(Heads up: At King Arthur, we only recommend the products that we, as bakers, truly love. When you buy through external links on our site, we may earn an affiliate commission.)
Before baking, conduct a smell test
Even before I taste cocoa (plain or in a recipe), I like to close my eyes and take a whiff of each. Why do I shut my eyes? Because visuals matter: The darker cocoas will create an expectation of stronger or deeper or truer chocolate flavor — an expectation that may not prove true!
Once you’ve taken note of the aromas, you could taste the cocoa plain or make a little hot cocoa, chocolate pudding, chocolate sauce, or brownies using each of the three samples. You may find that your preferences for one cocoa over the other may change depending on the recipe. You might love pudding with Dutch-process cocoa, sauce with natural, etc. You will notice that brownies and sauce made with natural versus Dutch cocoa have different colors: You can also taste these with closed eyes to eliminate preconceptions about the relationship between color and flavor.
Next, start tasting
Here’s how I conducted my tasting: I began by lining up six cocoas according to aroma, from the most natural aroma to the most Dutch (that is, the one that smelled most like an oreo cookie!). As it turned out, my impressions from sniffing aligned with the colors, from lightest to darkest. Both aroma and color were consistent with flavor too — from the most natural flavor (with no chemical intervention) to the most heavily alkalized. My order was: natural, Bensdorp, Burgundy, Triple Blend, Double Dark, and Black.
I made several recipes with some or all of the cocoas. Although it’s instructive to taste without looking, the richer and darker colors of Dutch-process cocoa both attract us and affect how we taste. And the mellow dark flavors — absent the fruity nuances and acidity of natural cocoa — may evoke the chocolate comfort foods of childhood. The lighter color of natural cocoa may not scream chocolate to everyone, but the complex fruity flavors and aromas evoke the diversity of flavors in newer craft chocolates. Regardless of your general preference, you may switch parties for different recipes, as I do. That’s the advantage of having more than one type of cocoa in the cupboard.
I chose to test a pound cake because, as noted earlier, cocoa powder really shines in cakes made with lots of flour and butter or oil — where the cocoa can contribute loads of chocolate flavor without additional (hard) fat from cocoa butter. Also, the leavening in this recipe technically allows for Dutch or natural cocoa powders.
The type or quality of the beans in the Bensdorp — or perhaps the degree to which it is alkalized — gives it a more complex and interesting chocolate flavor. But the Burgundy sample tasted like classic devil’s food cake — and irresistibly so — with a slightly fudgier base chocolate flavor at the front and more alkalized (devil’s food!) note on the finish. By comparison, Triple Blend tasted a little flat and more Oreo-like. Of the two black cocoas, Black is the more extreme, but one might have fun pairing it with unexpected or novelty frosting flavors.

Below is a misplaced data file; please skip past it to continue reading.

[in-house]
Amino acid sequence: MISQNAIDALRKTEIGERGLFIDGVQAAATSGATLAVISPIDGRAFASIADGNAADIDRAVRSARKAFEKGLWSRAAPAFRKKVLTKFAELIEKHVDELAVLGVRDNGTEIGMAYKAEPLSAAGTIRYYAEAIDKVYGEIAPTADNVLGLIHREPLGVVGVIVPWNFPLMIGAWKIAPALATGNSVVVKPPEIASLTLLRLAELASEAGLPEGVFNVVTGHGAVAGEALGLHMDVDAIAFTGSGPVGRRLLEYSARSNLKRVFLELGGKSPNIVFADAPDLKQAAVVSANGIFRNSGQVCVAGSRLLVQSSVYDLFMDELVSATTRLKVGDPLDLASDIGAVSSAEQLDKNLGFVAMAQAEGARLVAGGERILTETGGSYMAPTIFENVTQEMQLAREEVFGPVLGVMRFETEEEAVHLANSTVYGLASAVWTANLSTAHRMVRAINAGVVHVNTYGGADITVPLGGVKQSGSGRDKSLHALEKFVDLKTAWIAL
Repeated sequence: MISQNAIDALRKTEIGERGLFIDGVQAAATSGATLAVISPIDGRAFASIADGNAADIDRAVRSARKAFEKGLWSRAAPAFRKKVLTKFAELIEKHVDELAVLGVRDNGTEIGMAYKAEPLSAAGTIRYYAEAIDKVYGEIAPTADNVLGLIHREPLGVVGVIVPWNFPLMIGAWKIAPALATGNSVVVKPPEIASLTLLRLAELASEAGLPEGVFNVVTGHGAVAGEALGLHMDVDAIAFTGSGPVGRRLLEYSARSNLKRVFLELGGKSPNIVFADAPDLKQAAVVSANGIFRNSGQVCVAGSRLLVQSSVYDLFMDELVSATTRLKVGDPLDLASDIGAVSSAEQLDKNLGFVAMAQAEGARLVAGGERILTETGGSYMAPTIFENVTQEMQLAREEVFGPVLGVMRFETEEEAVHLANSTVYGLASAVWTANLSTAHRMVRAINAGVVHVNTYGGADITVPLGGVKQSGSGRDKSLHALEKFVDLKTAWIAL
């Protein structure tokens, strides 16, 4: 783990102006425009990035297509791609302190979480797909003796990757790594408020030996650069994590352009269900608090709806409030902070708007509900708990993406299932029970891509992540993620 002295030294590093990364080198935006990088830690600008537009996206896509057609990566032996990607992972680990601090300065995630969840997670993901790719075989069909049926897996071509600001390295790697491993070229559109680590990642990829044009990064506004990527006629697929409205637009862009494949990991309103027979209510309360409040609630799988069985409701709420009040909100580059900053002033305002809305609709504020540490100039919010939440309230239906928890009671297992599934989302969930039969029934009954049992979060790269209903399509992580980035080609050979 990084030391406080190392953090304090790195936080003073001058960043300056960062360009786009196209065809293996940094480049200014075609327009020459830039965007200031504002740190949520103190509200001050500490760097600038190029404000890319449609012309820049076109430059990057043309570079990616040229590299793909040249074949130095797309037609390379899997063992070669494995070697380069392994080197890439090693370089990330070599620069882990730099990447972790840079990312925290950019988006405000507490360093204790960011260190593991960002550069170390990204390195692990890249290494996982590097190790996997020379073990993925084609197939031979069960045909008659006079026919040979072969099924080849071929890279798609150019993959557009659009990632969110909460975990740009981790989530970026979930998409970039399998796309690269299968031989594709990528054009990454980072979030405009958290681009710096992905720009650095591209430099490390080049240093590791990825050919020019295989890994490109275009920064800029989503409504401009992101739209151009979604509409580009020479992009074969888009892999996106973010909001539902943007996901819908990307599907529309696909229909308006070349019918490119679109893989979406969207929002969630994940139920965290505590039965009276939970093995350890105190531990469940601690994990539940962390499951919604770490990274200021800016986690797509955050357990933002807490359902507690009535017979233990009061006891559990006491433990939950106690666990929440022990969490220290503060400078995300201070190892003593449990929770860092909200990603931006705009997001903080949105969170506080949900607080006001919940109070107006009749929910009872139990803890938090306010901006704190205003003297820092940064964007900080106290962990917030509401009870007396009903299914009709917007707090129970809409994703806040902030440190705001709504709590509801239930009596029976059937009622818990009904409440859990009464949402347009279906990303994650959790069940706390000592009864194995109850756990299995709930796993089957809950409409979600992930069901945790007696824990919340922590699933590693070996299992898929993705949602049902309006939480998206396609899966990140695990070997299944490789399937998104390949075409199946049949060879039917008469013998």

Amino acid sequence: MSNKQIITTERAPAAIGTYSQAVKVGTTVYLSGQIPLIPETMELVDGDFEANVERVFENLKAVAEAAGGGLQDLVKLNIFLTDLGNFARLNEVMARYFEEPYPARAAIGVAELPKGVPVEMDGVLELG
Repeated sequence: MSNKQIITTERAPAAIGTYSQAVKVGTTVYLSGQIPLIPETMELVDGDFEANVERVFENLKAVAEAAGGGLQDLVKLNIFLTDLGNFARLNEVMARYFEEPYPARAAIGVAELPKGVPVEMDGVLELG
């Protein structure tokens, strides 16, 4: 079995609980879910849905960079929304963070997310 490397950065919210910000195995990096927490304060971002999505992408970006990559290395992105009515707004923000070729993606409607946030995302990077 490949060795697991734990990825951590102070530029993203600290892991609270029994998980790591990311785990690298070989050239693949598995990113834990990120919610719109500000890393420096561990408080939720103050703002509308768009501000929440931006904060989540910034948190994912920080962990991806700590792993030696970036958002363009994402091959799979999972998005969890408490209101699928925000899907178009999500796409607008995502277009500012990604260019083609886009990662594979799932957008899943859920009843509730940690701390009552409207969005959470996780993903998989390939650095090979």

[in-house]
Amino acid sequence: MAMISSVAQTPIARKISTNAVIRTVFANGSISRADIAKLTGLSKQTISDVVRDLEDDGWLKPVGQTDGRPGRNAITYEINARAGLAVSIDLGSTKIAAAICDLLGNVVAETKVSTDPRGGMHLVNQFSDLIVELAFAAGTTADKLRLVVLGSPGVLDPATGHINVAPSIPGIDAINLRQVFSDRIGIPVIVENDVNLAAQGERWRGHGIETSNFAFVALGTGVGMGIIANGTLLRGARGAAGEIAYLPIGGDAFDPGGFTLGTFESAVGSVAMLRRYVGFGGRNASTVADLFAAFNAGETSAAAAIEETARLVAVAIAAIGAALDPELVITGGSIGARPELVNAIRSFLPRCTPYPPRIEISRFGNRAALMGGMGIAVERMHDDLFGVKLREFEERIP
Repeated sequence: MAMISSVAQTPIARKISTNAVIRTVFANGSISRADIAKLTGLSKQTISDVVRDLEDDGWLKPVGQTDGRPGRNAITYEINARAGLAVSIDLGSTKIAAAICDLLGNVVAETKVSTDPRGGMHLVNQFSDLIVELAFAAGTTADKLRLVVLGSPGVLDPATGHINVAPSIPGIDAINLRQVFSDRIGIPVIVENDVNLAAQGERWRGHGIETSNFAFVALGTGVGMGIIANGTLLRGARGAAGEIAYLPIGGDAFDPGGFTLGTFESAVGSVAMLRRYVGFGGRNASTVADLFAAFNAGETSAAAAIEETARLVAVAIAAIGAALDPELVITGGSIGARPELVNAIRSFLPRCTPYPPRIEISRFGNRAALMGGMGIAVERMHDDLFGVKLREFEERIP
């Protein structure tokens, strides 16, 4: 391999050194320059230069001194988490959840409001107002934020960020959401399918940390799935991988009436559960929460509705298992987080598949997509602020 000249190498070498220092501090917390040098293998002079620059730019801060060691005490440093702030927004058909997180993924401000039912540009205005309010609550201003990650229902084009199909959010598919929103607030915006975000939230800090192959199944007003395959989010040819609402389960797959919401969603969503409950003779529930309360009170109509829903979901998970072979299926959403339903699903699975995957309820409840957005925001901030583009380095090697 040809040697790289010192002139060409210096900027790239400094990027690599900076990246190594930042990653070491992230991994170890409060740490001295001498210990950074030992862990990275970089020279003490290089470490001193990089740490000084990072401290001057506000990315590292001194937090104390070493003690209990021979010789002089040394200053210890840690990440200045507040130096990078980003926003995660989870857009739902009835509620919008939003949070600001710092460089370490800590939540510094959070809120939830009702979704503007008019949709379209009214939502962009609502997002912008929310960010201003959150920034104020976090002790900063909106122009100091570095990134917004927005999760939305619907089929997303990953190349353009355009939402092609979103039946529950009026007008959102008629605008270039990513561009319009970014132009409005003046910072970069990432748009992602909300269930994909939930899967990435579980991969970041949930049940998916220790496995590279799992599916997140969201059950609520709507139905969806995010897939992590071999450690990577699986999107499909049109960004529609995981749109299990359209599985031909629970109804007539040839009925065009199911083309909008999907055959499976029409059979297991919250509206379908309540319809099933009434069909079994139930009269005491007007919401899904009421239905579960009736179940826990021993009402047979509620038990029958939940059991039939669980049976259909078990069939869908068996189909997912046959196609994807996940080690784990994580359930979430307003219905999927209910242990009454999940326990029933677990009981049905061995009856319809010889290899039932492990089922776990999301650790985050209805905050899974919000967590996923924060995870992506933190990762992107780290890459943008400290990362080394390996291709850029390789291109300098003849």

Finally, although the recipe called for Dutch-process cocoa, I was able to make a sample with natural cocoa as well, based on the leaveners. The result was very pleasant, but also very gentle and subtle — not the best choice for this particular recipe.
Since there is no leavening in this recipe, I knew that I could use any of the cocoas. The Bensdorp sample had a cozy old-fashioned, pudding-from-childhood comfort food flavor. The natural sample was paler in color and had more levels of chocolate flavor, including the winey fruity notes inherent to good-quality chocolate.
I would definitely serve both cookies on the same plate, to showcase their beautiful colors and flavors. My family agreed, but one person also liked Double Dark; another opined that the cookie made with Triple Blend had a Tootsie Roll flavor. Of the two black cocoas, the Double Dark sample had a slightly more chocolatey aroma and flavor.
In conclusion, I hope you will discover the magic of cocoa powder on your own. Go down the rabbit hole, experiment, make two versions of the same recipe, each with a different cocoa. I started this piece with strong preferences, and I ended with a more nuanced understanding of them and some thoughts for future baking — possibilities that are only a few cocoa powders away.
Cover photo by Danielle Sykes; food styling by Liz Neily.